Warning! Do not try to pull or peel off the magnetic lashes as you would a glue on strip lash. You will snatch your eyes bald! I figured that one out the hard way and lost more than a few hairs from both sets of my real and fake lashes because the magnetic lashes are sandwiching your real lashes. It’s best if you slide the lashes horizontally and gently toward the outer corners of your eyes to remove them.

And yes, I tried to use tweezers. However, the magnets stick the lashes to metal tweezers. Then I remembered my fab plastic eyelash tweezers from my drugstore lash kit and seized them to continue my attack. OK, major help on getting the lashes not to stick to one another, but I was still not mastering getting them flush against the lash line. They were kind of halfway on, halfway off, and like a weave weeks overdue for a tightening, they showed a visible track across the middle of my lashes. Not cute. Not cute at all.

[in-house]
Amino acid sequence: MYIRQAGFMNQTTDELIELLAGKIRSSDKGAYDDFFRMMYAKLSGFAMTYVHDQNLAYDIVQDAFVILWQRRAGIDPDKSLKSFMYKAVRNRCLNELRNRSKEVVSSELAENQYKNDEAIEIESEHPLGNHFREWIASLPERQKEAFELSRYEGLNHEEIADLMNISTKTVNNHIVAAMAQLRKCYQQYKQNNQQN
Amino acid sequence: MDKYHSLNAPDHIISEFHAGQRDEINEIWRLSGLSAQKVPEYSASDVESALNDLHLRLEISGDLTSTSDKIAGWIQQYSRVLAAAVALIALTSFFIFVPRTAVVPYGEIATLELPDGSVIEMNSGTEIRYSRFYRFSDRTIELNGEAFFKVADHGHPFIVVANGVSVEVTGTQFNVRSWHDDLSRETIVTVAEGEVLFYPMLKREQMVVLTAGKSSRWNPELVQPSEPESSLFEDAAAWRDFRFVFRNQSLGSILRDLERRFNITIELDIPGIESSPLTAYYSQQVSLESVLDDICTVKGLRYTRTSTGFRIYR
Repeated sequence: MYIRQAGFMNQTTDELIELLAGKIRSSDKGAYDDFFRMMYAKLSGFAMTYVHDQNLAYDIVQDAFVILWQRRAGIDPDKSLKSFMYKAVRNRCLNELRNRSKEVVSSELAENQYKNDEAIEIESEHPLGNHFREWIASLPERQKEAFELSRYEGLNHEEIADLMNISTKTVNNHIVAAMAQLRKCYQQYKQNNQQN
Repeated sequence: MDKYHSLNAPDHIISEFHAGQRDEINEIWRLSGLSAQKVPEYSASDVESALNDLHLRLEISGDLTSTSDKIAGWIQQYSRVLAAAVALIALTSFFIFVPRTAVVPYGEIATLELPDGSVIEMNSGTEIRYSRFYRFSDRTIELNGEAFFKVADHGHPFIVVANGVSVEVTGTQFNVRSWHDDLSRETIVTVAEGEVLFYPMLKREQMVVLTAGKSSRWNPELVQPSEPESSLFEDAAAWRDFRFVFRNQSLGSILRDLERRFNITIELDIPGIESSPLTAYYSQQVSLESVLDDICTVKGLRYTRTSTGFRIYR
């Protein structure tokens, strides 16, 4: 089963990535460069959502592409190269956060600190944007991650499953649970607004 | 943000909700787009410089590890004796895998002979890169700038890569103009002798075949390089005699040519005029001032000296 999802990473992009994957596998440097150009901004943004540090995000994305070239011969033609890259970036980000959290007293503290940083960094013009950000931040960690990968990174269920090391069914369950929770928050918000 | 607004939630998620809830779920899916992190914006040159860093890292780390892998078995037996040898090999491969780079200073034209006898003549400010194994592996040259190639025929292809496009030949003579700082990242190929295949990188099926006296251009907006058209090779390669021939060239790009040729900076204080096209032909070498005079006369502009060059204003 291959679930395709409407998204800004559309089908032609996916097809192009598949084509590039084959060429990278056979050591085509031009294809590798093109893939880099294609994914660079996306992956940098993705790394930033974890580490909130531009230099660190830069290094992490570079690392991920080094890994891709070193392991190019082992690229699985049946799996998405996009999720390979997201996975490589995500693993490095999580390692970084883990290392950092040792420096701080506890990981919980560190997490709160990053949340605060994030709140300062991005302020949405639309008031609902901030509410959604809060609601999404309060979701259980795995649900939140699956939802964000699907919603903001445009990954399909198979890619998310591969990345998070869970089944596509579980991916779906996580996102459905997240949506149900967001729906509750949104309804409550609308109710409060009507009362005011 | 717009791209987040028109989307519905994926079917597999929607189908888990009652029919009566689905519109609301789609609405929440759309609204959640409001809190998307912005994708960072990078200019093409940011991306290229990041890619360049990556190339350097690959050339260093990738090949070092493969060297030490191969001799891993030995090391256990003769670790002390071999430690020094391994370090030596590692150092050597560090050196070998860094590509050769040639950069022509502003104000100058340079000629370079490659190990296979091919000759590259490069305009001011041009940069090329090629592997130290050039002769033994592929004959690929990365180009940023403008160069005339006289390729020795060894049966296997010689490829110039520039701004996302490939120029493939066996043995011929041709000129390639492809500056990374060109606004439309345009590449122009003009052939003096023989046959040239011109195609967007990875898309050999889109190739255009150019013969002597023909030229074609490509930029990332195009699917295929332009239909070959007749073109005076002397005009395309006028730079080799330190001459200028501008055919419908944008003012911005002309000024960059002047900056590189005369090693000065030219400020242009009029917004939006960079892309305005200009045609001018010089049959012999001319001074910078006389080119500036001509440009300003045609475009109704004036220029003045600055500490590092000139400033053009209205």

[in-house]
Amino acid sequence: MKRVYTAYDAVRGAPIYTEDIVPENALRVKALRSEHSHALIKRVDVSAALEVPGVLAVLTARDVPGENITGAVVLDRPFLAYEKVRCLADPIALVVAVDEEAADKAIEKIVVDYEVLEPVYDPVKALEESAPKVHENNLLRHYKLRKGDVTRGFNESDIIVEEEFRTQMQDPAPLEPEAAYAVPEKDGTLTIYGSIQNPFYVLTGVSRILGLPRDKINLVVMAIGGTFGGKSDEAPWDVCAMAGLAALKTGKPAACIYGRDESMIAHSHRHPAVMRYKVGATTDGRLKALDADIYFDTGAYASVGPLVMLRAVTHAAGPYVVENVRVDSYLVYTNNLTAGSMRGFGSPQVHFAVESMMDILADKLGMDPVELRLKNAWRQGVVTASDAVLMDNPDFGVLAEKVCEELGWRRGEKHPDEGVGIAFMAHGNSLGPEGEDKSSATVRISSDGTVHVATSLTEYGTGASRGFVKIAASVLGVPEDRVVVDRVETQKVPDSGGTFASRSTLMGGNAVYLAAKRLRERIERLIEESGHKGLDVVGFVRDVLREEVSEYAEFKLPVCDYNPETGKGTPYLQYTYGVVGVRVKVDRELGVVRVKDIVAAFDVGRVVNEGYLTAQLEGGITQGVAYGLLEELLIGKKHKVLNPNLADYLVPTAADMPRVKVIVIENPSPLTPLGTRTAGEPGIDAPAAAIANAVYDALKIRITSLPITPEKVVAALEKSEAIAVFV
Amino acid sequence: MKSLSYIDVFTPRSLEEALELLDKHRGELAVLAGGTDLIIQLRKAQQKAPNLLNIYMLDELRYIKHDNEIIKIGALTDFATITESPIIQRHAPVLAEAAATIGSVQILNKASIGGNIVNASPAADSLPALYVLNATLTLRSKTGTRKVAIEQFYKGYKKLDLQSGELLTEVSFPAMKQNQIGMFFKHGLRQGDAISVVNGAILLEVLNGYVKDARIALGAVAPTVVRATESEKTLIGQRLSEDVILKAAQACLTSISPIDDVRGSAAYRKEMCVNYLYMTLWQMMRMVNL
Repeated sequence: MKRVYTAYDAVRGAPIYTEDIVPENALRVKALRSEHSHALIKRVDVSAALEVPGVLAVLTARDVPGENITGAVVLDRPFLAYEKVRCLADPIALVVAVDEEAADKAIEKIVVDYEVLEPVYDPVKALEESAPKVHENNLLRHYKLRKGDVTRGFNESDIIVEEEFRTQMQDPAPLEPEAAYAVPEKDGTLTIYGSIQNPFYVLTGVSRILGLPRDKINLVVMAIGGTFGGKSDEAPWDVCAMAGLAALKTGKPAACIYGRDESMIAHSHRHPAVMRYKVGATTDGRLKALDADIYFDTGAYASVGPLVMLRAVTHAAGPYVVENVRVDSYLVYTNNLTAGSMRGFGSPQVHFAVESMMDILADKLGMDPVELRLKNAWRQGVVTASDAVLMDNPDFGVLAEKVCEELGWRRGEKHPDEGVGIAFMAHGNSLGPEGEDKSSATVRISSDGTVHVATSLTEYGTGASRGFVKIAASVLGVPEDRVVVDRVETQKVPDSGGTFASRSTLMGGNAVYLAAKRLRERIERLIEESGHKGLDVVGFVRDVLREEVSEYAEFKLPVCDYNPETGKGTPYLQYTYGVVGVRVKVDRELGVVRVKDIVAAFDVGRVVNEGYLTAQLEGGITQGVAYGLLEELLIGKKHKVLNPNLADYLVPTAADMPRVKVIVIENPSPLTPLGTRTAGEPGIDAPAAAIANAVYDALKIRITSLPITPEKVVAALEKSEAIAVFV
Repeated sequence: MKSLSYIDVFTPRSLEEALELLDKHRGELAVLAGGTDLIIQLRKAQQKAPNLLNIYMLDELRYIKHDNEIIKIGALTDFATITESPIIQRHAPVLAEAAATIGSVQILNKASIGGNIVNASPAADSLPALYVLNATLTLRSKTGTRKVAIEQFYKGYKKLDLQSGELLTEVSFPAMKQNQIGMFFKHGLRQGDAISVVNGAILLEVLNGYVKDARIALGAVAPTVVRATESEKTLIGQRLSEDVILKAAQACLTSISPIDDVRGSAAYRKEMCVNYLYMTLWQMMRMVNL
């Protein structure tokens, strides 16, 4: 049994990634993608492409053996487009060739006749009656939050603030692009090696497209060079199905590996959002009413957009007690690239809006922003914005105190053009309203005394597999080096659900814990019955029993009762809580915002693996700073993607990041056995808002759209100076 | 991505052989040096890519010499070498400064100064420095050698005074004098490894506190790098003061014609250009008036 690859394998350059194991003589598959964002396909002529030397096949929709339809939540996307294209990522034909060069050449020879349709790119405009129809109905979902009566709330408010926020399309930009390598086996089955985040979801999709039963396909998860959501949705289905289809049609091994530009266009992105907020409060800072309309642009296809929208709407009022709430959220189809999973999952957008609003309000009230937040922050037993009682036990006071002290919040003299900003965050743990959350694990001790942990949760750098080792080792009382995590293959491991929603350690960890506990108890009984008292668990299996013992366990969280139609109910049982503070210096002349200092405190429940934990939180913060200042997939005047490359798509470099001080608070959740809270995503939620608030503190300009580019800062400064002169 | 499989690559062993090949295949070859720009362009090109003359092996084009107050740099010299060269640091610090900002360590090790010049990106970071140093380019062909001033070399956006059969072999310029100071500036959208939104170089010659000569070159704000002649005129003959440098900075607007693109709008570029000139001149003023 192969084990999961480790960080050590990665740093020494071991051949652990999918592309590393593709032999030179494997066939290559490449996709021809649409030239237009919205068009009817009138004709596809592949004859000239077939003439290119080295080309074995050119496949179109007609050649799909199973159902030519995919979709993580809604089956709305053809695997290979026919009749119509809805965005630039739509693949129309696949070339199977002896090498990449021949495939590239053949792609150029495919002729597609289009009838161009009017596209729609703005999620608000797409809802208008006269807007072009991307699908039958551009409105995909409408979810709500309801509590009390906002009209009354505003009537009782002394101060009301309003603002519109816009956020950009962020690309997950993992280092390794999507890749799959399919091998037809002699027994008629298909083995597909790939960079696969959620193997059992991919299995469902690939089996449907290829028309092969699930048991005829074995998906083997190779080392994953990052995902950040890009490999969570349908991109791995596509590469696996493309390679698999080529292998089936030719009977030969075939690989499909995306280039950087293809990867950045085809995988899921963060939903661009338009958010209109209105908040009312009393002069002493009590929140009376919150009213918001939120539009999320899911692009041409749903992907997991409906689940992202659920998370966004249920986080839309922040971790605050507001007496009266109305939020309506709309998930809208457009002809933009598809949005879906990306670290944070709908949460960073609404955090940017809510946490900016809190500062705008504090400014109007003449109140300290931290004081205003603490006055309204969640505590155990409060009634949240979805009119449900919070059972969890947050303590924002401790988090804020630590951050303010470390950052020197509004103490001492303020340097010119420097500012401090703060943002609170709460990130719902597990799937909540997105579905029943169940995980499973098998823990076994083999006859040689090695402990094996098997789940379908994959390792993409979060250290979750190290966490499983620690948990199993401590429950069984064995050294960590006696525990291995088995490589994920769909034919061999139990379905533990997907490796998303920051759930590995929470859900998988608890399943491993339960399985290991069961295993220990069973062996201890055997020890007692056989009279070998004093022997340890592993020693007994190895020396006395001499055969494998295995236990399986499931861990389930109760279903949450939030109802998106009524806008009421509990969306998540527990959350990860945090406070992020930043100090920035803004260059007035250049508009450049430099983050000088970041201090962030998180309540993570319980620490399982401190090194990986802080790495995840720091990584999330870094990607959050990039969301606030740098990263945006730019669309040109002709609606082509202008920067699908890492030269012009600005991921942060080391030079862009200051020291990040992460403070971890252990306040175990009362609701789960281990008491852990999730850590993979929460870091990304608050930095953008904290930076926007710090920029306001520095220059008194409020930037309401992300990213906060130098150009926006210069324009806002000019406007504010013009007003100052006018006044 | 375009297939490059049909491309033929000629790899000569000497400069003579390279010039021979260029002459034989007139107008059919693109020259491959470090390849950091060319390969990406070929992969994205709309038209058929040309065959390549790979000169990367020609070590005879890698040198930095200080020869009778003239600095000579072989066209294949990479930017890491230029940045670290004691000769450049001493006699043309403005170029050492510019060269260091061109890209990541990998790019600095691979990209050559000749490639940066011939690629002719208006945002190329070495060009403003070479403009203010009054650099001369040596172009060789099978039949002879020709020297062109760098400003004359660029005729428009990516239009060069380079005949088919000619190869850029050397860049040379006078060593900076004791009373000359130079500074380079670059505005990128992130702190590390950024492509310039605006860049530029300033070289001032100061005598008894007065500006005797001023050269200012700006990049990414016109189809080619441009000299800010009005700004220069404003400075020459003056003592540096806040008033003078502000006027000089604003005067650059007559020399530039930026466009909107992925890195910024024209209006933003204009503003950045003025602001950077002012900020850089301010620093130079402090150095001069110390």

But I wanted this: the promise of no glue and no waste—because you can reuse the magnetic lashes indefinitely instead of throwing them away after one or two uses. Plus, the thought of escaping the expense and maintenance of eyelash extensions kept me going.


Finally, I worked it out that I could look down, put on the upper lash over my natural lashes, then look all the way up to apply the bottom lash. The advantage of having really curly hair is that curly lashes make a cradle for the top lashes to hold them in place. Voilà! I got it.

Stephen Lovekin/Getty Images

How do they feel? Light as a feather, but still as if you have a little something on your eyes. It’s the slight sensation of something touching the waterline of the upper lid, as though an eyelash is out of place, but not irritating or painful. Sort of like wearing contacts or strip lashes, the sensation goes away in a few moments.